At 102, Isobel Heighway may be a slight woman, but her personality and the way she cares for others is larger than life. It shines through in many ways throughout her home in The Village of Taunton Mills, but many notice it most clearly in the relationship she’s built with Staci Wale, the Village’s administrative assistant.
Staci has learned so much through
her friendship with Isobel.
Every morning, without fail, Isobel stops by Staci’s desk just off the Town Square in the centre of the Village to offer some kind words and a bit of nourishment; she always has at least one piece of fruit for her young friend to start her day off well. They might chat for 15 or 20 minutes before Isobel ventures off to go about her Village business and leaves Staci to hers. It’s a regular interaction with a special soul that Staci looks forward to every day, and the gift of the fruit is an added touch of deliberate consideration.
“It’s so sweet,” Staci says. “She’ll tell me ‘I can’t live with myself if I don’t know that you’ve eaten today.’ ”
There’s an inherent, nurturing kindness within some people, and Isobel is their ultimate matriarch. Food was always a means for her caring qualities to shine through life and her four sons and two daughters all learned how to cook and bake when they were young. The wives of her sons ‘are all very lucky’ she once told Staci during one of their morning conversations.
Isobel once held a job in a school cafeteria where she looked after countless children to ensure they had both nutrition and kindheartedness to fuel their days. At the time she started the job, the school was having a difficult time getting kids to eat their lunches, so she approached the principal with a solution.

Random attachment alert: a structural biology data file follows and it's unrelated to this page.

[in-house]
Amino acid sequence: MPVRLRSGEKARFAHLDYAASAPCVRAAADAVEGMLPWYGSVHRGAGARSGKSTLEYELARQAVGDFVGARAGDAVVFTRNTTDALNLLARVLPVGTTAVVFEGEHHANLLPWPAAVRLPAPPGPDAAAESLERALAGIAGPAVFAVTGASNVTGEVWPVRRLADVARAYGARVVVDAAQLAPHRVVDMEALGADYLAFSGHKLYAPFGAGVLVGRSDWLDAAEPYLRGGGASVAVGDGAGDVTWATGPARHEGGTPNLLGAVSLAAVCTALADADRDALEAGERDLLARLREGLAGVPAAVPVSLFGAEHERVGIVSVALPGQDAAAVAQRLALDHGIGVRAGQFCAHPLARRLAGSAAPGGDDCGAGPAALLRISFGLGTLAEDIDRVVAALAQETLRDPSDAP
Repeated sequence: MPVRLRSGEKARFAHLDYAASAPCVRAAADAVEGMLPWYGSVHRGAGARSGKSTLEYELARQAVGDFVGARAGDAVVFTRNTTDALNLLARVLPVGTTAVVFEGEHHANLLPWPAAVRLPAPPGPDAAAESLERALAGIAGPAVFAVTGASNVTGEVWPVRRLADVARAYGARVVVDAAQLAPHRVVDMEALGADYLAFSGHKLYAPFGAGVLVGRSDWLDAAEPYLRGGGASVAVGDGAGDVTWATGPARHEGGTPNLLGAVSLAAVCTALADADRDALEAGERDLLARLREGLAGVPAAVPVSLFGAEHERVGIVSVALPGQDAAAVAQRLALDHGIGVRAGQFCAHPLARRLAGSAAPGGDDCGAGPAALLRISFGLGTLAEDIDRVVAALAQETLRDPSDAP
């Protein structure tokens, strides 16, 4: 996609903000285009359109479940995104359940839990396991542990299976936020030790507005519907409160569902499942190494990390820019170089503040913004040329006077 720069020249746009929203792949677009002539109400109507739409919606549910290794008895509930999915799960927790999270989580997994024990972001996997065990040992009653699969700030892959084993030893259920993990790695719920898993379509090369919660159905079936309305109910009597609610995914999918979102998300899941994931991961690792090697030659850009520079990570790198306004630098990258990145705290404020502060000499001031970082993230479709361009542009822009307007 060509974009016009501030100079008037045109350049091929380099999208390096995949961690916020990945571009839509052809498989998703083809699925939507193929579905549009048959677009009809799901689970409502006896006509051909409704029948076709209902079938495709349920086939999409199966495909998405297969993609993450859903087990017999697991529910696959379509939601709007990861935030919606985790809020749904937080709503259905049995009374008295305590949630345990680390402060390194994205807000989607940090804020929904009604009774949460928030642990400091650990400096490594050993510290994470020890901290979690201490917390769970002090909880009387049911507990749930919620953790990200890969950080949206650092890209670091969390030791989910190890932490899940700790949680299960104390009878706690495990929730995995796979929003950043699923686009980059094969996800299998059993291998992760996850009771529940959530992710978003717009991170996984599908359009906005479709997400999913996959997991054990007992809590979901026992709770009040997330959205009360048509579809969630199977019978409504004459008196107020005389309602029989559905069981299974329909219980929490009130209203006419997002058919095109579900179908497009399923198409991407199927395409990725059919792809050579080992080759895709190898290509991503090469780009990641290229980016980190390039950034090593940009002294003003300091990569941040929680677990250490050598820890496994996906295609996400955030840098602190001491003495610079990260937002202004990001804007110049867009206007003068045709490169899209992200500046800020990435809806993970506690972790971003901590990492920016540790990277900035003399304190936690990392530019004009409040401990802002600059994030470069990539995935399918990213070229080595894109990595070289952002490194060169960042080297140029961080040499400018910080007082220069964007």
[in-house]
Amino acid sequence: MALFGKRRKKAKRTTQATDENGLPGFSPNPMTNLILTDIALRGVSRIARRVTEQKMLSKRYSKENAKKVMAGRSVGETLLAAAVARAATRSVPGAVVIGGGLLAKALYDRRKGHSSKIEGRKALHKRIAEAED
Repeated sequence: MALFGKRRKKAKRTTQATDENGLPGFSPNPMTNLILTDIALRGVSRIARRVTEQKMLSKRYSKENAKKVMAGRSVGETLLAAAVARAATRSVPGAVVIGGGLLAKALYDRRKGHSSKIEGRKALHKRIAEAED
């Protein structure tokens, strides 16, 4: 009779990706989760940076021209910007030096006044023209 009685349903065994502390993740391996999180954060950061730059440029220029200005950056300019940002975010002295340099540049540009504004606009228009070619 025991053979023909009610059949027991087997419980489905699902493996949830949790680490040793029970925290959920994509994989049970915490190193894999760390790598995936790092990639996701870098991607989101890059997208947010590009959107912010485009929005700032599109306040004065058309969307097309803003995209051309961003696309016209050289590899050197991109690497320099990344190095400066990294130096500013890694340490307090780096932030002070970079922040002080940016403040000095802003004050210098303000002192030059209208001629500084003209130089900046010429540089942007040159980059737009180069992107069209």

‘I know how to get these kids to eat,’ she recalls telling the principal. ‘You need to put a little zip into it!”
She worked in that cafeteria for four years and never once saw wasted food in the garbage, she says, noting that ‘it’s all about the little details when you cook.’
For Staci, the details go far beyond just food in her connections with Isobel; they are in every opportunity she has to receive kindness and learn from her older friend through their daily conversations. Staci has learned the importance of the little things in life through Isobel – the value in a daily walk for example, or in taking time for oneself amidst the daily grind of life.
“That’s what she gets her enjoyment from and that’s what keeps her going,” Staci says. “She’s incredible; she’s 102 and I should be taking care of her but here she is making sure I am okay.”
The fact is, a relationship built on care and support should be reciprocal and in Isobel and Staci, it’s the natural evolution of their wonderful friendship.
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